Davis: I think it can definitely still work and I feel like a lot of people are still kind of using it. If you look at The Ultimate Fighter, that’s a team-based concept with a coach and his team vs. another. I feel like it can still be done, I love the concept of it. I come from a wrestling background, so while wrestling is still an individual sport you still compete as a team. In the dual matches, everyone lines up your team vs. their team for a team score. I love the idea of that and I feel like someone else needs to get it going again.

SF: You were coached in your IFL team by Pat Miletich. What were some of the biggest takeaways from his coaching methods?

Davis: The list goes on and on. He’s definitely a vital part of my career, I learned so much from that guy. He was like a father figure to me. I packed up and left all my friends and family and moved to the middle of nowhere Iowa just to train with the best guys in the world. Pat took me under his wing and taught me so much about fighting, about life–just about everything. I feel like he’s a hall of fame coach, a hall of fame fighter and definitely one of the pioneers of the sport.

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(LC Davis throws a left at Zeilton Rodrigues)

SF: You’ve fought for many different organizations in the past. How did you come across Bellator and what about the organization had an appeal to you?

Davis: Originally when I signed with Bellator, they still had the tournament format. That was really appealing to me because a lot of times in MMA it comes down to politics. You’ve got your Connor McGregors or your Chael Sonnens that can just talk their way to a title shot. I’m not a super vocal person like that and so the idea of going out there and earning your title shot by winning the tournament was something that was very appealing to me.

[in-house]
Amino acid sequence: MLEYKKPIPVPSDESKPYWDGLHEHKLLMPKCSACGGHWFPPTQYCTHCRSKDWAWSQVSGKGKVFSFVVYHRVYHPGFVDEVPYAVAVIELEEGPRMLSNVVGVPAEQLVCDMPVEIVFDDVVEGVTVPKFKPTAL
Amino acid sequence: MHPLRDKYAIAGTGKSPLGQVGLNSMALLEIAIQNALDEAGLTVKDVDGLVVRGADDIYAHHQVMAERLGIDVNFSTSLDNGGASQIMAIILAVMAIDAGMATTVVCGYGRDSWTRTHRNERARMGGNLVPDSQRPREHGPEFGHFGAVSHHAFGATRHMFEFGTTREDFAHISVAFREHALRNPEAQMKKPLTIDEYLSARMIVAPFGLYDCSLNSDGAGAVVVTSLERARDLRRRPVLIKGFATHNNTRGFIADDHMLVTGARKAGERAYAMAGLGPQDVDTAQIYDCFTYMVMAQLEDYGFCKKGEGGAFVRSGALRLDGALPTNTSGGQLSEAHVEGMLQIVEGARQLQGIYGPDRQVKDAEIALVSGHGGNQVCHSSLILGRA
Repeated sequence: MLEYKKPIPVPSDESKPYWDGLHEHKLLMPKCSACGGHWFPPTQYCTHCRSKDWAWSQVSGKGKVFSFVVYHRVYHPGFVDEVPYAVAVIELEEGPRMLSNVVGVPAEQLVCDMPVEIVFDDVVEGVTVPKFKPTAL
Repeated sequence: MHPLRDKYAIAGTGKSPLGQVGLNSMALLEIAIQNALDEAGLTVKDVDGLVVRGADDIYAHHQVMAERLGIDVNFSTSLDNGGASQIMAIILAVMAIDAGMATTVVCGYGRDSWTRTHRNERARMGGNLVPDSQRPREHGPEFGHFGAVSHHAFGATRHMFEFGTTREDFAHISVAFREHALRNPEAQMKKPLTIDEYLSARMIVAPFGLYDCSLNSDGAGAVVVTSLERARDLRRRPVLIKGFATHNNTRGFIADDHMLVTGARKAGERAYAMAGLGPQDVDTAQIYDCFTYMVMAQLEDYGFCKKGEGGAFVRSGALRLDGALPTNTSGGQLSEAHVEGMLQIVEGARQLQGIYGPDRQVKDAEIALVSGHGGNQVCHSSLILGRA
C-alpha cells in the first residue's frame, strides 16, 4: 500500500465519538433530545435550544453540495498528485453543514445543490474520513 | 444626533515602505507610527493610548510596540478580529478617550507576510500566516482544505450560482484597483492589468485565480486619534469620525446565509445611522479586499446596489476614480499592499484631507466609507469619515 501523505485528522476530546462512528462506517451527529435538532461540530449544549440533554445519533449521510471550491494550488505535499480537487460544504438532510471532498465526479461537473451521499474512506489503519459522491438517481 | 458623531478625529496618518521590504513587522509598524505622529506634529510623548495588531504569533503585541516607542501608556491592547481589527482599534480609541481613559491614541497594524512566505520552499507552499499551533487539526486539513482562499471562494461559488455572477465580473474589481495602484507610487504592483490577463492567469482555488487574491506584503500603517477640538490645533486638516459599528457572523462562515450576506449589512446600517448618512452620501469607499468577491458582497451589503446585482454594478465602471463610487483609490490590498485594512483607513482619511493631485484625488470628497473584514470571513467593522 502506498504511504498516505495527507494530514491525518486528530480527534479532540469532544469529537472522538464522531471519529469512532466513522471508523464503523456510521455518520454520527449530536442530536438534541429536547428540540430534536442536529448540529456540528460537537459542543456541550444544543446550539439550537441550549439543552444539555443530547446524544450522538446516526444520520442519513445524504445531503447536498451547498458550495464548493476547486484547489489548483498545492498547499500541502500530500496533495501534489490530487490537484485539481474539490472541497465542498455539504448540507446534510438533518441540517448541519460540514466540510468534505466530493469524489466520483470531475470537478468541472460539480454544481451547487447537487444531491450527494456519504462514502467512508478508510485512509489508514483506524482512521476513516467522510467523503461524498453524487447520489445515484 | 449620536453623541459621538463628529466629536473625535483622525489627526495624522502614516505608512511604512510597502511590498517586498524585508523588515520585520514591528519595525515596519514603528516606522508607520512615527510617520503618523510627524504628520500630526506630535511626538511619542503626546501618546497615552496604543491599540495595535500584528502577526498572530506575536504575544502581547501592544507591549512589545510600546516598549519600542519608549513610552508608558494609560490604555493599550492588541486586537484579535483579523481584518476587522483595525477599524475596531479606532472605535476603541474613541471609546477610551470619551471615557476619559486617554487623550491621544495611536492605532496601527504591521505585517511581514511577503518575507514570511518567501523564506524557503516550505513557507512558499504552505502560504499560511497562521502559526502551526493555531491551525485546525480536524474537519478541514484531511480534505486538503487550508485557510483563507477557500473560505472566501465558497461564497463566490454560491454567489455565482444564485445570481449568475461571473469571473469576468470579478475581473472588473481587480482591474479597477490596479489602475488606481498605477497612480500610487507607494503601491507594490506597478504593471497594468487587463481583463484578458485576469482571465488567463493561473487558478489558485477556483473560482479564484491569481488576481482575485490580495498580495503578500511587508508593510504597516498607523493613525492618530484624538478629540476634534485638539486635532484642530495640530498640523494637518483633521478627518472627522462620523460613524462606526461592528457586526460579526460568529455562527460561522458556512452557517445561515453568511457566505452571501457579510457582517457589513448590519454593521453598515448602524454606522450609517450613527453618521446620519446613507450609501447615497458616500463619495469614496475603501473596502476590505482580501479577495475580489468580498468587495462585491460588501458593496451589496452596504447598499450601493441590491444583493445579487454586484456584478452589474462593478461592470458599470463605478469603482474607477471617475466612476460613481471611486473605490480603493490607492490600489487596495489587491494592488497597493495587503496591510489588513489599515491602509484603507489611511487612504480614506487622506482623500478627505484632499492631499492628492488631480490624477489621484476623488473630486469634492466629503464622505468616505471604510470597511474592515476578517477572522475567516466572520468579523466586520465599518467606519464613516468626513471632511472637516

Now that we have Scott Coker at the helm, I’m excited about that too. It seems like he’s moving the organization forward in the right direction and he’s putting together the fights that people want to see and I’m just excited for this upcoming year. I’m 2-0 in the division and I feel like if I keep doing what I’m doing I’ll be right there holding that belt real soon.

SF: Anything else you’d like to include for our readers?

Davis: I’d just like to help everybody who helped me get ready for this fight. I’d like to thank everyone who helped me at American Top Team headquarters and everyone who helped me in Kansas City. I’d just like to thank all my friends, family and sponsors for sticking by me. I’m looking to represent all you guys next Friday.

See LC Davis take on Hideo Tokoro at Bellator 135 on March 27th live on Spike at 9 PM EST.

lc-davis-vs-zeilton-rodrigues

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Kurt Tellez
Kurt Tellez is a Southern California-based writer and musician. He first developed a passion for writing and literature in high school that carried through to the completion of a B.A. in English from Cal State Fullerton in 2013. Inspired by Joseph Conrad, Emily Dickinson, Alan Moore and Hunter S. Thompson, he has pursued a career in writing through contributions to online magazine publications, blogging, and social media management. His musical studies began at thirteen, and has since played in garage bands, concert bands and jazz bands everywhere from Honolulu to The Matthew Street Beatles Festival in Liverpool. Kurt has followed MMA since becoming an avid listener of the Joe Rogan Experience Podcast. Inspired by Eddie Bravo's appearances on the show, he became a member of Tenth Planet Jiu-Jitsu in 2014.